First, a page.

Tuesday, November 07, 2006
Medium and Large Format Photography -- review
Medium and Large Format Photography, Moving Beyond 35mm For Better Pictures, by Roger Hicks and Frances Schultz. Amphoto Books, 2001. ISBN 0-8174-4557-9.
This large paperback book has excellent quality photos, and I've read a few different copies from the library. This is the 160page version, I have heard that there may be an updated version with 20 or so more pages.
The book starts out with "Why Move Up?" which all MF books tend to emphasize -- the larger negative size, more detail, better tonality, etc. All very sound reasons for MF and LF. The first chapter covers the details of film sizes and nomenclatures, camera types -- how many MF cameras are now auto everything and sometimes 35mm SLR-like. Also covered are differences between MF and LF films, formats, and sizes, simple and complex cameras, color and b&w films, formats and enlargements, tripod or hand held concerns - including an excellent example photo by Frances shooting a 4" x 5" at 1/8 second, and a very sharp photo.
An interesting section in the first chapter is called "Slowing down - and saving money" which discusses with how moving up from 35mm, you may work more slowly, and therefore shoot fewer pictures, taking more care with each photo, and therefore saving money by shooting less film with MF/LF than with 35mm film. This part intererested me because I've heard the same argument with digital and film.
The authors who also shoot 35mm film state that they typically use between 10% and 25% of the photos they shoot with 35mm film, but with MF, their "hit rate" rises to 25% to 50%, and with LF between 75% and 90%. I wish I were good enough where I used 10% of my 35mm film shots.
However, on the next page, they mention that on a typical shooting day, with 120 film, they still shoot roughly the same # of rolls per day as 35mm - 10-on for Roger, and 8-on for Frances, but this is about a quarter the # of pictures with their 120 rolls vs their 35mm rolls, so assuming the film costs and printing costs are the same per shot, the math doesn't really work out to be less expensive, especially if they were to achieve the higher keeper rate of 35mm shots mentioned earlier (25%). However, they summarize that on days they shoot MF, they get a similar number of usable pictures as on a day when they shoot 35mm film, and 4x the number of photos. They go on and mention that with LF, they rarely shoot more than ten pictures a day, but as stated earlier 75%-90% of these are usable.
Next they cover equipment costs, which can be very low, probably much lower now than when they wrote the book in 2001.
They devote one page to the commercial advantage of MF and LF in architecture, car photography, fine art, and trends and niches where MF/LF have advantages over 35mm, and acknowledge that for certain kinds of stock photography, 35mm has an unexpected advantage over larger formats, presumably because it is easier to create quantity with 35mm.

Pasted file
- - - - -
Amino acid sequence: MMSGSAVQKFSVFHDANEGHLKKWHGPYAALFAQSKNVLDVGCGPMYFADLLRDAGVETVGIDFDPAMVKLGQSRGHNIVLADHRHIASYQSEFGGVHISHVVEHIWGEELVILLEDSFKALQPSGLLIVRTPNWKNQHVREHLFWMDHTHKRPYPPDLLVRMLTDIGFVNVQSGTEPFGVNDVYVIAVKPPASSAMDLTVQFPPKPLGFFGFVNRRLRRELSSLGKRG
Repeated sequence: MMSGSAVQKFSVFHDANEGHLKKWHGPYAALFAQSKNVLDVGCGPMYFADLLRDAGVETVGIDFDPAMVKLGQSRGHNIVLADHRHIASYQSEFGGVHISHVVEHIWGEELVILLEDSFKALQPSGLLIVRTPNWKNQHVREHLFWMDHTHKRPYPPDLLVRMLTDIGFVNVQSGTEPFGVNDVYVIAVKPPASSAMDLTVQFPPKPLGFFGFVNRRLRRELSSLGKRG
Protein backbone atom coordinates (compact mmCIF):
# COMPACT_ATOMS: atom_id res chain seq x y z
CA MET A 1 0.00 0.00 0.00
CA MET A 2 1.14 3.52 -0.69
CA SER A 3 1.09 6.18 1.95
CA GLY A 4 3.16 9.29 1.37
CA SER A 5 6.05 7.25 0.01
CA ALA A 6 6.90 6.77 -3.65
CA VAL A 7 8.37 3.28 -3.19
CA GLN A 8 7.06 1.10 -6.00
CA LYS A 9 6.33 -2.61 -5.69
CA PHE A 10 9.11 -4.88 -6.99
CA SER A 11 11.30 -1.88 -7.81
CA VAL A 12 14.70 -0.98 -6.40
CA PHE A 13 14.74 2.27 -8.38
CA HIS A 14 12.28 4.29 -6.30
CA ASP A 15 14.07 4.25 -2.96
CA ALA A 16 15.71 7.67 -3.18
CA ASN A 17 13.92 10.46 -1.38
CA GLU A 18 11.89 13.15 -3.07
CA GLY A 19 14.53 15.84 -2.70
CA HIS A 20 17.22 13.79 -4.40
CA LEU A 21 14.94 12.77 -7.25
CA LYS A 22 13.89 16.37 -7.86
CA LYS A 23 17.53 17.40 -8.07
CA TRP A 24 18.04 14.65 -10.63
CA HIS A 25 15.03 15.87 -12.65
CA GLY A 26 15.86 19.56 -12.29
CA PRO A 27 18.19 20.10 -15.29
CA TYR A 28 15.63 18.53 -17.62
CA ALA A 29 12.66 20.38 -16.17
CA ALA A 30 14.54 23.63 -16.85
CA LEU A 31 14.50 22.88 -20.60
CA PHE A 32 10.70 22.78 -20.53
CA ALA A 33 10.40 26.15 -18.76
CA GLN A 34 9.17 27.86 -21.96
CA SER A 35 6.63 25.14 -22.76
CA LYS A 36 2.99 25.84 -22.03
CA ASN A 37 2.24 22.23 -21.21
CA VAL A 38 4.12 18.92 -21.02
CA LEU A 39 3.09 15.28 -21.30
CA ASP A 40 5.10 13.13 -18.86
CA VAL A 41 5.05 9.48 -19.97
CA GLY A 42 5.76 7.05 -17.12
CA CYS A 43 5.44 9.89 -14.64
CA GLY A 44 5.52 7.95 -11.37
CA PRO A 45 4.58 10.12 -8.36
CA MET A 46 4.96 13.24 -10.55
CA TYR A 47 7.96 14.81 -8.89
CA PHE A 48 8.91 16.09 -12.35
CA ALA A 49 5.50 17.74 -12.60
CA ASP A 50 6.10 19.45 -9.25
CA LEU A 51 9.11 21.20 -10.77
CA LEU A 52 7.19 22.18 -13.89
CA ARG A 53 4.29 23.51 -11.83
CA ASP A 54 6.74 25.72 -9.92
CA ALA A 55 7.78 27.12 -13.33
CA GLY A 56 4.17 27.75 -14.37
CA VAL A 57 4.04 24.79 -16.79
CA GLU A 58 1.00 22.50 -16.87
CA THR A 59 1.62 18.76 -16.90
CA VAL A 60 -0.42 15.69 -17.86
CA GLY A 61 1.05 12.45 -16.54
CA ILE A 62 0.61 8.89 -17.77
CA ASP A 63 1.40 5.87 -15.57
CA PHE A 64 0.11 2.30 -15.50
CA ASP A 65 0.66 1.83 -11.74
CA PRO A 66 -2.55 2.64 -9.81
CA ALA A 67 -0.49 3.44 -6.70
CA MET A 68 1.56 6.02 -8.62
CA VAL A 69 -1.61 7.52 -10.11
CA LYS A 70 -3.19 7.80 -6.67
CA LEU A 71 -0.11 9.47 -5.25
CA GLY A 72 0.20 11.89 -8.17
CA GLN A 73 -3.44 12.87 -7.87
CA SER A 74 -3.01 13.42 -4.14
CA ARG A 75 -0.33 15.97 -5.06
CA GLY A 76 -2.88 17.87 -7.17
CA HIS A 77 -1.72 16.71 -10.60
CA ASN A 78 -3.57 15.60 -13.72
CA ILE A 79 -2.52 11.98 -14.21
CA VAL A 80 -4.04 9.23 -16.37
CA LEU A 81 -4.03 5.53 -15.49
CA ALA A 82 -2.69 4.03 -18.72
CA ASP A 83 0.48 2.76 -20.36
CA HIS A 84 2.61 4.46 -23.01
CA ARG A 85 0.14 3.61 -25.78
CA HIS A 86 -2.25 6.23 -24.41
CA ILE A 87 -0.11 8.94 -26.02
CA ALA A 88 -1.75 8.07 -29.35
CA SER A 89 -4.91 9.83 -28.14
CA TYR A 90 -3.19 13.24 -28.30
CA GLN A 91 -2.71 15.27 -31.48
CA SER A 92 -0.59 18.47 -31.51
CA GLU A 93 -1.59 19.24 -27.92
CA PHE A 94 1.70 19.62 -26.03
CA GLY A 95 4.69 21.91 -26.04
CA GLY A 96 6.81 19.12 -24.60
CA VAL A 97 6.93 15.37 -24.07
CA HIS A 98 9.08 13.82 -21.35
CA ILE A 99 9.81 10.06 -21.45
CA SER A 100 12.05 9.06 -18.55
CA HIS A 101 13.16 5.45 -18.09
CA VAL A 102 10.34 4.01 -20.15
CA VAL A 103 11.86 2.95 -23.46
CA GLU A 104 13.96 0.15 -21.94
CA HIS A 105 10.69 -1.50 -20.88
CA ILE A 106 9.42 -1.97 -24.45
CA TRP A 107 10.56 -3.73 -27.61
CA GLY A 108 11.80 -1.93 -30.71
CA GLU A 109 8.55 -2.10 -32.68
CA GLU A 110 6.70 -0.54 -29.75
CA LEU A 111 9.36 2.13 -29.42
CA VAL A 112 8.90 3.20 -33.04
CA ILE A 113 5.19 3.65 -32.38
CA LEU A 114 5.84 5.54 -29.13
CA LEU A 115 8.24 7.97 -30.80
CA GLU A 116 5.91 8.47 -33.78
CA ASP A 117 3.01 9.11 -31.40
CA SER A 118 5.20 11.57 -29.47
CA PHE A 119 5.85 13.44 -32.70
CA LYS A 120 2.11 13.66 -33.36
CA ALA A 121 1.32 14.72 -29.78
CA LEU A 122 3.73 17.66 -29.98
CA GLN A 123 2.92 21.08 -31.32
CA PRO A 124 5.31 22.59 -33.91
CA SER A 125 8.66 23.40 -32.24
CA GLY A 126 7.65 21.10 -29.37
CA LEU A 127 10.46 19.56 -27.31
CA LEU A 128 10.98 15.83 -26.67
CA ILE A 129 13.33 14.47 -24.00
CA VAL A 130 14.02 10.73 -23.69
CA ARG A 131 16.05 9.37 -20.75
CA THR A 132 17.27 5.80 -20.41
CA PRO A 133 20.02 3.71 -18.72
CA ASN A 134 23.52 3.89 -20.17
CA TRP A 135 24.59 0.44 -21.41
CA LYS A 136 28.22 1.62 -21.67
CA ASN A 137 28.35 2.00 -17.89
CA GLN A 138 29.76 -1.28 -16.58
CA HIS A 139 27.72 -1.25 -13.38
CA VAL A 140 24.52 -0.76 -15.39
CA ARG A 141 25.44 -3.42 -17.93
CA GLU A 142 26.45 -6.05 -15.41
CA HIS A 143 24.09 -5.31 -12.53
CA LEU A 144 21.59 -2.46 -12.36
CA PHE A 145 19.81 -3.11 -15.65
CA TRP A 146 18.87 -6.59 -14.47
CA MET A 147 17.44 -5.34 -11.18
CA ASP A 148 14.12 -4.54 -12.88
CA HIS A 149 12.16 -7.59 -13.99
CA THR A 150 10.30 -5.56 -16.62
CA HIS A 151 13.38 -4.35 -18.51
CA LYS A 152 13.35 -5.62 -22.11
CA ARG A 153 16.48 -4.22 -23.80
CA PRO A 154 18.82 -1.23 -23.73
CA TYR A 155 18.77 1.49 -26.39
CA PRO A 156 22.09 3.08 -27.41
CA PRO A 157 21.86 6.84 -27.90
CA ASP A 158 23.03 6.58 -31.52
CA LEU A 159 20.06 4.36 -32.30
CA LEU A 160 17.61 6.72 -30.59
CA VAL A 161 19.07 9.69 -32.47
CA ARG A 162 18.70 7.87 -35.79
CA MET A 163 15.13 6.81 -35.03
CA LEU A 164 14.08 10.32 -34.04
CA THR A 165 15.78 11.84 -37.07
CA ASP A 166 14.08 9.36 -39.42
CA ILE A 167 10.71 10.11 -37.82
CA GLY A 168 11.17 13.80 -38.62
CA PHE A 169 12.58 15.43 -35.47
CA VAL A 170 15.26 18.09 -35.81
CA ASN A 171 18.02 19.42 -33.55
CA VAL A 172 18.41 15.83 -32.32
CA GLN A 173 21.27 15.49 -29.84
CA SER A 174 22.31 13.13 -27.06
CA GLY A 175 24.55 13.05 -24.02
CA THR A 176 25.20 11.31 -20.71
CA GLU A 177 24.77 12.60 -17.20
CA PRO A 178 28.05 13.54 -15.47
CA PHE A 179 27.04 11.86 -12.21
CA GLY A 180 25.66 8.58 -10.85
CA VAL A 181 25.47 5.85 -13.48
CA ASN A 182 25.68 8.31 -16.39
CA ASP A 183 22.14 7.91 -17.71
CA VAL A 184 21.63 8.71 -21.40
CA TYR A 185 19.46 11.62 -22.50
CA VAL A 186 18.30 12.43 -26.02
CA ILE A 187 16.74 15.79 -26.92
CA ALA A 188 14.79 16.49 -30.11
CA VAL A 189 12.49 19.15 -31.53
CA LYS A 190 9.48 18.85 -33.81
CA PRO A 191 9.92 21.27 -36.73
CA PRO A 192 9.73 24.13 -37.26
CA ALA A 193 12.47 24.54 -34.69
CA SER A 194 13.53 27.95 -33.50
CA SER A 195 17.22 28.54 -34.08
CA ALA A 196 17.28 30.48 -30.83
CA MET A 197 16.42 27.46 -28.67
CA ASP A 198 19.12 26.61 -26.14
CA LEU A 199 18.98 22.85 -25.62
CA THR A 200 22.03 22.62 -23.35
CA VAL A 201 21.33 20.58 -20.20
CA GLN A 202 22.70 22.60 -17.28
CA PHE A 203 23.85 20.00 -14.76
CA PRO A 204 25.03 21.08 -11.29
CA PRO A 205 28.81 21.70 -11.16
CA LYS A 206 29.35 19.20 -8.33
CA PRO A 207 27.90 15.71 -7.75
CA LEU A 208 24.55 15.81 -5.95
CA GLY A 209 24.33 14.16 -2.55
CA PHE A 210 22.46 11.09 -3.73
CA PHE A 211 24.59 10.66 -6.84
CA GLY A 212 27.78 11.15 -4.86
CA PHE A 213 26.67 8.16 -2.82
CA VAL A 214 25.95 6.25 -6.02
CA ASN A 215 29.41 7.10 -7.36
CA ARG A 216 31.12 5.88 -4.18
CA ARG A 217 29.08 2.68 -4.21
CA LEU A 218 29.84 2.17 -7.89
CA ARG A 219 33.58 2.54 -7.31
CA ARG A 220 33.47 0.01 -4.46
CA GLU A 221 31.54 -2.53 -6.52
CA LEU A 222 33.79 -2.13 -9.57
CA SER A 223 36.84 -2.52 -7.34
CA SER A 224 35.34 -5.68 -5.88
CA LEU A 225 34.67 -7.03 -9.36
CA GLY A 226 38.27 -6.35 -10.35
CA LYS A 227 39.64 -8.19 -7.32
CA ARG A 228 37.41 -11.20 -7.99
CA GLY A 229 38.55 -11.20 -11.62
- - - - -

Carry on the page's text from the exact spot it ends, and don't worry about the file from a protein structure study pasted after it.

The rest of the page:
Another interesting comment made is that LF is in decline among professionals, because MF lenses and films are now so incredibly good. They state that 35mm is limited by film quality, while LF is limited by film flatness and the requirement for very small apertures. In the '50s the 5x7" format was where the lens and films matched up, and by the late '70s it was the 4x5" formats, and today they feel it is the 6x7cm MF size, for where the sweet spot is for optimal film and lens qualities, and that these optimums will probably never be met with the 35mm format, thus we have reached "the end of history." Interesting opinions.
Chapter 2 covers films, formats, camera gear, and most things MF. Chapter 3 covers Large Format, movements, focusing, film holders and camera backs, cut film formats, roll-film backs, monorails, and field cameras.
Chapter 4 covers Lenses and equivalent focal lengths with some useful tables to know what equivalent focal lengths from about 14mm to 500mm in 35mm format is equivalent to in the MF sizes 6x4.5, 6x6, 6x7, and 6x9 cm formats, as well as LF formats 4x5", 5x7", 8x10", and 11x14". Tripods, meters, and filters are also covered for the essential field kits with MF and LF gear.
Chapter 5 covers darkroom techniques, and MF/LF specific developing gear, chemicals, enlargers, and contact print making with a couple of pages each covering personal styles of each of the authors.
The appendicies cover learing LF with Polaroids, a review of three custom cameras, and hints, tips, and checklists.
Interspersed within the book are dozens of high quality photos of landscape, architecture, people, fine art, and of gear itself.
I think this book is essential to any photographer considering MF/LF photography. The book demystifies a lot of the complexity around these larger film sizes, and also indirectly points out the benefits and conveniences, speed, and compactness, and in many ways, the lower costs of 35mm film, and digital options.
Although the closest to MF I think I will ever get is an automated SLR type of 6x7 or TLR, it's good to know that a book that covers all of these various formats exists. It's always interesting to ponder what one could do with enlargements made from huge negatives, or even files from 25+ Megapixel digital backs through MF lenses, and there are a lot of tips in this 2001 book that would be very relevant for any kind of photographer shooting beyond the 35mm film size.
The authors have a unique style. They're definitely artists first, yet still wonderful writers, able to get their opinions across, along with compelling data points that make one want to get involved with MF/LF photogrpahy. This book is available at Amazon, where you can preview a few pages, and most of the libraries I"ve visited recently.